Speak up

The flip side to think tanks listening to people on the frontline is people on the frontline speaking up.

Public service practitioners and the public aren’t used to their experience and expertise being recognised, let alone being used to inform policy. The natural reaction to being ignored (and even casually dismissed) is anger, passivity, covert non-compliance (sabotage), and sometimes overt resistance. However understandable, this also represents a fundamental failure in how we develop policy in public services, and a disastrous starting-point for implementing new policy.

Some people seem to relish politics as conflict. Indeed, they define politics as conflict. But if we’re going to develop a new way to improve social policy, one that harnesses the experience and expertise of those at the frontline, then we need to do two things that borrow more from non-defensive communication.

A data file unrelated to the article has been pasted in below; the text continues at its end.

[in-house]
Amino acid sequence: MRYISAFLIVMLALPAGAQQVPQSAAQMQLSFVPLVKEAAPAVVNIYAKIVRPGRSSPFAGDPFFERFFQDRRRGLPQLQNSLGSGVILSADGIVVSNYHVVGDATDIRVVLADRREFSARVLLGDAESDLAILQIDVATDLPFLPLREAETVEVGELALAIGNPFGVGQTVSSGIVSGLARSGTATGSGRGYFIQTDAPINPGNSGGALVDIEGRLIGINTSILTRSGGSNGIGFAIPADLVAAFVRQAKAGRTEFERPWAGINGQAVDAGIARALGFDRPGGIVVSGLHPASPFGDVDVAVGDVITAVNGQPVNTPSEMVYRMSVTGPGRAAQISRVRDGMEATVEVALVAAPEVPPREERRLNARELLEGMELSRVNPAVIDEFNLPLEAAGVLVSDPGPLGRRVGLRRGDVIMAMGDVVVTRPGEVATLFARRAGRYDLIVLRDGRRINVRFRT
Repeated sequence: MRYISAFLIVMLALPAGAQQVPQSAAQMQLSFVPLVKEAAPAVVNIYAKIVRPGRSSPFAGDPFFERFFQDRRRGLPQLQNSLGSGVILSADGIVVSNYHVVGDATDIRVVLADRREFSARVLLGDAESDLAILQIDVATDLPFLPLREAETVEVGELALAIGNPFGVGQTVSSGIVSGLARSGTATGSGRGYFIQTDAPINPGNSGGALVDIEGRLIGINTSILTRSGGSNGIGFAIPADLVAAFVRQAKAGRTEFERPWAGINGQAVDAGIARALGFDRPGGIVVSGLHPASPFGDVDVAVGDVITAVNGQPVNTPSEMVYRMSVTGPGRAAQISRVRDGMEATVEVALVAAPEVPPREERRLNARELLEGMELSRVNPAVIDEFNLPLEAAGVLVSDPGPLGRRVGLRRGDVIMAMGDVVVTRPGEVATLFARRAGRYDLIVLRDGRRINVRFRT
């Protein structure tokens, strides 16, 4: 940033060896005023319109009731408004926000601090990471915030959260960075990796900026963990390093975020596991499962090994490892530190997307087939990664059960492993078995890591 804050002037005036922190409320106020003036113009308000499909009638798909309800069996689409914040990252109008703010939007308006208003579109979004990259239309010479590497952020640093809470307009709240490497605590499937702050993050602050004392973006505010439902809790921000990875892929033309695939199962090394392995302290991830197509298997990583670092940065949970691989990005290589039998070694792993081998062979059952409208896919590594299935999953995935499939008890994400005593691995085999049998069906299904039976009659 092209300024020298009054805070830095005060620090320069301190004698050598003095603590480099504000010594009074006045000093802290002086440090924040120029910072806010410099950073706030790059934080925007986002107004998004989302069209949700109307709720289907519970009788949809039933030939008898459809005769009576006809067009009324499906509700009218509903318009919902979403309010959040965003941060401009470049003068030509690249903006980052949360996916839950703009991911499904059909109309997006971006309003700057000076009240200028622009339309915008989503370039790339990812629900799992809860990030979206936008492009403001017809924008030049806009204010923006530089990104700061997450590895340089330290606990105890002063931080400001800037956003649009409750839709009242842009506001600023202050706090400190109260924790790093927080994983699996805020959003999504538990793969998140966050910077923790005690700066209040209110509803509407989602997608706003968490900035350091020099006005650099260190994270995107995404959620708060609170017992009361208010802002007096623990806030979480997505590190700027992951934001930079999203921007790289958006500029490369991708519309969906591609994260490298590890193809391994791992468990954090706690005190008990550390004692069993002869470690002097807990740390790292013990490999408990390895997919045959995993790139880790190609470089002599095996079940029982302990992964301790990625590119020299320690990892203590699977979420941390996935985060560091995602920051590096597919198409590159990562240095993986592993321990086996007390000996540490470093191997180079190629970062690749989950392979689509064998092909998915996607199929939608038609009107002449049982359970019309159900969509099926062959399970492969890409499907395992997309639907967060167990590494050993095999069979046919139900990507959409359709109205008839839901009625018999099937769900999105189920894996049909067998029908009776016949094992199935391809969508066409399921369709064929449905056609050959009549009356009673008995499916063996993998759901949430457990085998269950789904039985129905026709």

First, as previously posted, we need to find a better way to listen – to recognise, record and amplify voices from the frontline, to ask open questions and to hear the answers honestly.

Second, we need to support the frontline to speak up – authentically and without fear. We might be skeptical about the willingness of those in power to listen to voices other than their own. The experience of disabled campaigners over the past week against the Government’s welfare reforms might reinforce such cynicism. Nonetheless, we need to be consciously naive about the potential of positive, pragmatic engagement with policymaking – as well as continuing to rattle the powerful when required.

As anyone who’s ever been in an argument knows, we lose our capacity for complex problem solving when we become defensive. Our new think tank is not intended to be a discussion forum, although we want it to be open, accessible and lively. It’s also not a platform for campaigning, but we do want it to be a highly effective way of promoting better policy and research work. That’s our hope.

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